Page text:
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Turkey's Gulf War Gamble May Be Paying Off

The Kurdish refugees massing on its border are drawing more Western attention to Turkey than it attracted in nearly four decades as NATO's southern anchor. Indeed, for years, Turgut Ozal, Turkey's free-enterprise-loving President, has been trumpeting Ankara's crucial role as Western democracy's strongest outpost in the Mideast. How Ozal manages the refugee crisis may determine whether he can fulfill his growing ambition to make Turkey into a regional power.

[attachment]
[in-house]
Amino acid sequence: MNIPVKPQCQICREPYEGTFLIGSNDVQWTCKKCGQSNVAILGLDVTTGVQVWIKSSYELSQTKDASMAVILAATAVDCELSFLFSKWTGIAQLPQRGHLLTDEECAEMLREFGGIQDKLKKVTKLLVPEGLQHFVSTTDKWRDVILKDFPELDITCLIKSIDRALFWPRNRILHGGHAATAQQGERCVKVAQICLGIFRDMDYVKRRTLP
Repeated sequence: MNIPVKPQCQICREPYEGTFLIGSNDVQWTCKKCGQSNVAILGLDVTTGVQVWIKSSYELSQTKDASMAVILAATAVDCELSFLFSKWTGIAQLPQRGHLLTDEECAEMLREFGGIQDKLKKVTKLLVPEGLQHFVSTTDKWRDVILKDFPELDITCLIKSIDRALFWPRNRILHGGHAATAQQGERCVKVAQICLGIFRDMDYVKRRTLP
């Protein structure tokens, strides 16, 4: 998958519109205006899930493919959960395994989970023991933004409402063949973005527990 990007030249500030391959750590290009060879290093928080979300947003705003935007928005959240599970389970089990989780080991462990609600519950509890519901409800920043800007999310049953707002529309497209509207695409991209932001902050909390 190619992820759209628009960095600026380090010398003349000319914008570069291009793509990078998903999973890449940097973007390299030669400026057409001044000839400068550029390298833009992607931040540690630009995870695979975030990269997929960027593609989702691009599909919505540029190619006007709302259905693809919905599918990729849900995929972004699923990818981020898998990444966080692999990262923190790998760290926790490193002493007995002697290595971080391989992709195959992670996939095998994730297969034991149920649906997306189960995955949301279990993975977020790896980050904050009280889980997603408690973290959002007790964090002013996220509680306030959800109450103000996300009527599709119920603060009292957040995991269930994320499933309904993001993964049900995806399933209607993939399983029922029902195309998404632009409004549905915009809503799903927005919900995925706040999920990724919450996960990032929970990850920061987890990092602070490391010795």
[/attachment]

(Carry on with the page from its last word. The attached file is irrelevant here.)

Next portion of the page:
Ozal is backing European proposals to create secure zones in northern Iraq for fleeing Kurds. Besides humanitarian concerns, his aim is to head off social turbulence and heavy economic burdens on Turkey from a refugee pileup along its border. Beyond that, protected enclaves for refugees would be a step toward autonomy for Iraqi Kurds. Although the U. S. is concerned about fragmentation of Iraq, Ozal is confident that Turkey, with 15 million Kurds in its population of 57 million, could exert strong influence over a Kurdish province in Iraq. That would further enhance Turkey's growing regional clout.